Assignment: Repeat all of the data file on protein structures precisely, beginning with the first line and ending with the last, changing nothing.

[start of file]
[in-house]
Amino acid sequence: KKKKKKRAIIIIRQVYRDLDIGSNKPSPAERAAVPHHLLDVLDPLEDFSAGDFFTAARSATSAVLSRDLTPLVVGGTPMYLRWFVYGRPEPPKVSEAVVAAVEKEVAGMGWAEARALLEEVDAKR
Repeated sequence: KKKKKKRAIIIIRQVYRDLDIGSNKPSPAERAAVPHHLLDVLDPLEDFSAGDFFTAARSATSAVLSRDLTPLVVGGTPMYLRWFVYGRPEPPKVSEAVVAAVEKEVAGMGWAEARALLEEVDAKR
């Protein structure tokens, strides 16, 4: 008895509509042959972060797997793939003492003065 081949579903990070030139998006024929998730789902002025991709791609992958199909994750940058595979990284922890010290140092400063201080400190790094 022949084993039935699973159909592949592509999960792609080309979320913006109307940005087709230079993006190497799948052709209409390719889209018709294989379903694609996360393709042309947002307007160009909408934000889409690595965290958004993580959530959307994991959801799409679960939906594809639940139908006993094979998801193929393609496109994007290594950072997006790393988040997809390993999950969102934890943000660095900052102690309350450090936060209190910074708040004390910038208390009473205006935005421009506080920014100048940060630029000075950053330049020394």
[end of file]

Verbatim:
[in-house]
Amino acid sequence: KKKKKKRAIIIIRQVYRDLDIGSNKPSPAERAAVPHHLLDVLDPLEDFSAGDFFTAARSATSAVLSRDLTPLVVGGTPMYLRWFVYGRPEPPKVSEAVVAAVEKEVAGMGWAEARALLEEVDAKR
Repeated sequence: KKKKKKRAIIIIRQVYRDLDIGSNKPSPAERAAVPHHLLDVLDPLEDFSAGDFFTAARSATSAVLSRDLTPLVVGGTPMYLRWFVYGRPEPPKVSEAVVAAVEKEVAGMGWAEARALLEEVDAKR
């Protein structure tokens, strides 16, 4: 008895509509042959972060797997793939003492003065 081949579903990070030139998006024929998730789902002025991709791609992958199909994750940058595979990284922890010290140092400063201080400190790094 022949084993039935699973159909592949592509999960792609080309979320913006109307940005087709230079993006190497799948052709209409390719889209018709294989379903694609996360393709042309947002307007160009909408934000889409690595965290958004993580959530959307994991959801799409679960939906594809639940139908006993094979998801193929393609496109994007290594950072997006790393988040997809390993999950969102934890943000660095900052102690309350450090936060209190910074708040004390910038208390009473205006935005421009506080920014100048940060630029000075950053330049020394």